How’s that dang metric system work again?
To view a metric system conversion chart, click here.
Expats and tourists from the United States come to Costa Rica with a handicap. While most of the rest of the world, including Costa Rica, is using the metric system, the U.S., despite several efforts to change, has clung to the English system of measurement: inches, feet, miles, pounds, acres, etc. Some people steeped in the English system, even after living here for several years, have not been able to make sense of metrics and it causes them much confusion.
Currency conversion isn’t as much a problem, perhaps because it’s an operation used more frequently, but even so, some say they have to carry a calculator with them all the time. They are so used to thinking in terms of dollars to make a conversion computation just to get a sense of what the “real” value or price of something is.
Converting colones to dollars is a relatively easy process, however, because when it comes to making sense of the metric system of weights and measures, more complex mental gymnastics are required.
For some, the problem is compounded because they have spent their entire lives thinking of things in terms of the U.S. system. Many years of exposure to non-metric measurements have created an unconscious understanding of what pound, gallon, inch, yard and Fahrenheit mean. They instinctively know how far a mile is. But when it comes to things expressed metrically, terms like liter, kilometer, centigrade, meter, hectare, centimeter, and gram can frequently cause some consternation because there is no internal sense of meaning; there is no deeply embedded, frame of reference. So without a handy calculator and conversion table, for transposing whatever it is into their reference measurements, they’re lost.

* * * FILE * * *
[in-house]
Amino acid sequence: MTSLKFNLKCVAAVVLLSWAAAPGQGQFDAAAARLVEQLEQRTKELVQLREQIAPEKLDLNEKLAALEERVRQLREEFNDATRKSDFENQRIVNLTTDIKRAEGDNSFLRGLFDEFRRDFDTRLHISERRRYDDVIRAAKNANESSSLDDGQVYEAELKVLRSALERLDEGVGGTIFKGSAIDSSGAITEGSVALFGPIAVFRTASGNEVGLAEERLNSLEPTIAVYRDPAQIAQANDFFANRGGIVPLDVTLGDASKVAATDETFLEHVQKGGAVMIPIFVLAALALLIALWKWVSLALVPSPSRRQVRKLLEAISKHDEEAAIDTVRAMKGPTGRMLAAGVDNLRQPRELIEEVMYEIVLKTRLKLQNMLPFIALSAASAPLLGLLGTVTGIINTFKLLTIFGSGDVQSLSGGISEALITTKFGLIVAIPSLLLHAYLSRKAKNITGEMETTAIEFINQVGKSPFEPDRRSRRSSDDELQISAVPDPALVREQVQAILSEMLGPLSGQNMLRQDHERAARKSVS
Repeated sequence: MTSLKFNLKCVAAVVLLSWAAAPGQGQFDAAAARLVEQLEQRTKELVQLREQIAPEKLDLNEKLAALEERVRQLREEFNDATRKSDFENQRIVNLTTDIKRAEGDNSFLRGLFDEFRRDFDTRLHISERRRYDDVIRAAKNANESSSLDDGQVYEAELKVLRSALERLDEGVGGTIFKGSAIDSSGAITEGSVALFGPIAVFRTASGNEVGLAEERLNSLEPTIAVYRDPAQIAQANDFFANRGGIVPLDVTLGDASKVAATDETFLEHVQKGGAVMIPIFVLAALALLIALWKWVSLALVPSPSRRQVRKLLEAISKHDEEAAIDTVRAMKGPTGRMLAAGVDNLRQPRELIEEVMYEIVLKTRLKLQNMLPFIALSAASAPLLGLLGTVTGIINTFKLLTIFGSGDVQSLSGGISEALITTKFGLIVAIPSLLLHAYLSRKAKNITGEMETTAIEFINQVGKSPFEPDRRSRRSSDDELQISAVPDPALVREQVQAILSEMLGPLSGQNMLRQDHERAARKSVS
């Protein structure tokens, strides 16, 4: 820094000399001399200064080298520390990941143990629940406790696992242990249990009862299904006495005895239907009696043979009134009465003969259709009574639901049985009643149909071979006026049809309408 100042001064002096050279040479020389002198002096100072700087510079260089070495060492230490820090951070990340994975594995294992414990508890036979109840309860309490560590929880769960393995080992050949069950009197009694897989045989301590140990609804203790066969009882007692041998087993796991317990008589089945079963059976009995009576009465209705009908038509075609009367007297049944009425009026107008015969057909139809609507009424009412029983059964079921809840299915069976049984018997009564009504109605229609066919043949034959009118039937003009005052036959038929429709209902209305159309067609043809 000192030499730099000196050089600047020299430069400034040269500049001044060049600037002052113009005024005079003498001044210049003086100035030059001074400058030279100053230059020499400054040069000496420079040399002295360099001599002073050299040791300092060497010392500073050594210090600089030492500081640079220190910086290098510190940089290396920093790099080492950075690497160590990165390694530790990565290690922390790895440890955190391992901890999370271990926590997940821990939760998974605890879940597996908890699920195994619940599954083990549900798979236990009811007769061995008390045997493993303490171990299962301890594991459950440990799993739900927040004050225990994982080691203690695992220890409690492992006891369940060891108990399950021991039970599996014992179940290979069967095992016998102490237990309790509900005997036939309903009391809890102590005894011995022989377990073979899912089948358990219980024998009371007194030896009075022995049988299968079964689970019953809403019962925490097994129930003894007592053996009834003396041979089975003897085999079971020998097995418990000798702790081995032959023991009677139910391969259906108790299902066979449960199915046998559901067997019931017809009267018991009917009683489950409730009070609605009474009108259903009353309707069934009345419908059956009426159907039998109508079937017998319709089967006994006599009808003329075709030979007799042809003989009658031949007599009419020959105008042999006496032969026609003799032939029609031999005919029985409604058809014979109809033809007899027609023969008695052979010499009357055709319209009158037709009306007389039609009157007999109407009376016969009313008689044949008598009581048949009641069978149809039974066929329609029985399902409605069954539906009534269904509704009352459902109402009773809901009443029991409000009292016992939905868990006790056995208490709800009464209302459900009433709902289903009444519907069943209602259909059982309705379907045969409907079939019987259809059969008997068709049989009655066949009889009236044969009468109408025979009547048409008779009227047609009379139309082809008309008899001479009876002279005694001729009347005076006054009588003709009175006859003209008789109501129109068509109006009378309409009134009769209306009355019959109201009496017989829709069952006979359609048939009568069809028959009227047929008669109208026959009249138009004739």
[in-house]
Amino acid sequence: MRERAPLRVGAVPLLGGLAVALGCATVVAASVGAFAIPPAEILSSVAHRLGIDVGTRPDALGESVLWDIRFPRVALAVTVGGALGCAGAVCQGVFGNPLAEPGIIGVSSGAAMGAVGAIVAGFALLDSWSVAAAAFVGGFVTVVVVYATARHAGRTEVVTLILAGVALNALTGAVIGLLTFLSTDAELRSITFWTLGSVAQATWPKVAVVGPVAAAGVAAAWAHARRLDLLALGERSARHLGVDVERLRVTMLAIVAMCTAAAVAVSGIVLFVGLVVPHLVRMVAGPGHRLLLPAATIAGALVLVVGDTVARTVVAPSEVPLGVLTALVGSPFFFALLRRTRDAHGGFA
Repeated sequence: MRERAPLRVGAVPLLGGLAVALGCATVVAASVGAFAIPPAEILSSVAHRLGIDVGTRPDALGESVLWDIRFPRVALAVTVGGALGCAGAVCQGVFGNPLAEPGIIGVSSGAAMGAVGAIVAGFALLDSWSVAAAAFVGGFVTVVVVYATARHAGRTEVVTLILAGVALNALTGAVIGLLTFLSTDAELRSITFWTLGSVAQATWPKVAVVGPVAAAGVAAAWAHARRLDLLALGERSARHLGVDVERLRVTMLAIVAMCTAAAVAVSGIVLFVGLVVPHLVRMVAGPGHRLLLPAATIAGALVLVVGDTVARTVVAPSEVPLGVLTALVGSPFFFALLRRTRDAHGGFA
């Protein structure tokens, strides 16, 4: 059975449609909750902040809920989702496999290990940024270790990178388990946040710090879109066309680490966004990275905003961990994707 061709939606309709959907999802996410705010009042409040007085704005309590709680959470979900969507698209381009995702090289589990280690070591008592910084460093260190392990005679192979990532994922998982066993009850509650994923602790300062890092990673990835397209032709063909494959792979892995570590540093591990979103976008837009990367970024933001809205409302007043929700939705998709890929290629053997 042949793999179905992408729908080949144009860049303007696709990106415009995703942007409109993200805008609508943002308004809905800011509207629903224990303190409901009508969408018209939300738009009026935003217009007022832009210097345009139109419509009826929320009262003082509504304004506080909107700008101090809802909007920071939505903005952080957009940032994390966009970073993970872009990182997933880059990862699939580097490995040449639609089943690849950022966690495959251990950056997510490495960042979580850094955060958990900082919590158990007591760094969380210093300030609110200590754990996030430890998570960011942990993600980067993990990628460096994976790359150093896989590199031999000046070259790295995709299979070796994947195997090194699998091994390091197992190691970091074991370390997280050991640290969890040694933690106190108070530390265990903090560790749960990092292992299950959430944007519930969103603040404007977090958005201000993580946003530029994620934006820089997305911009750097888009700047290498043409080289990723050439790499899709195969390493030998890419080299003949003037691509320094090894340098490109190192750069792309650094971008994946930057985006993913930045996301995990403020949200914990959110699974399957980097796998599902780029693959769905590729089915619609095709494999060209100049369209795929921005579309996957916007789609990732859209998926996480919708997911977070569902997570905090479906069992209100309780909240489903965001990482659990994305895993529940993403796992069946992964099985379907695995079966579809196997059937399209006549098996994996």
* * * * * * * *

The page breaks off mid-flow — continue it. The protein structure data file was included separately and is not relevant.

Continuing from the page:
That means daily life here can be full of questions: What kind of mileage does my car really get? How fast is that speed limit? How far is it to my destination? If I need two feet of something, how many centimeters do I tell the clerk to give me? Is this 1,000-gram bag of laundry detergent a better buy than that other one that is two kilos?
Some things are relatively easy, like when comparing the value for two different bags of detergent, because we learn pretty fast that there are 1,000 grams per kilo. So, that calculation isn’t too difficult. But things like gas mileage, or knowing how many acres are in a hectare, or how many miles it is to the beach, are a bit different.
Figuring distances is probably the easiest if one remembers that a kilometer is a little more than a half-mile, actually .62 miles. Mentally multiply the kilometers on the roadside sign by .62 (or maybe even .6) and you can get a pretty good, albeit rough idea of a distance in miles. (An easy way to remember this is that when the speedometer on the car says 100 KPH the speed is “really” 62 MPH.)
But other things, like how many centimeters are in a yard, or liters in a gallon, or acres in a hectare, are a little more complex. For instance, calculating what the gas mileage of a car is without a calculator and a conversion table can be a difficult task!
If you just filled my car with 50 liters of gasoline, do you have a concept of how many gallons I just bought? A trip to the conversion table reveals that one U.S. gallon = 3.79 liters, so the 50 liter purchase was 13.19 gallons. Once that is known there is still a computation remaining – to convert the odometer reading from kilometers to miles. For example, if the odometer reading is 500 kilometers, that’s 310 miles. Now that those two figures are known, to determine the “mileage,” 310 miles needs to be divided by 13.19 gallons. That will yield another figure that finally means something, 23.5 MPG. Now, at ₡610 per liter…
The Internet is a wonderful thing; a plethora of sites can help make conversions easy. A good one is: http://www.sciencemadesimple.com/conversions.html. Imbedded in it is a chart which, for the metrically impaired, can be used daily. I’m including it here for those who, like myself, are metric conversion disadvantaged (see box).
Hopefully, after making the conversions for a long enough time, one can begin to have the internal sense of what the metric figures mean, in real world terms. In the meantime, tape the conversion chart to the back of your iPad2 and keep practicing.
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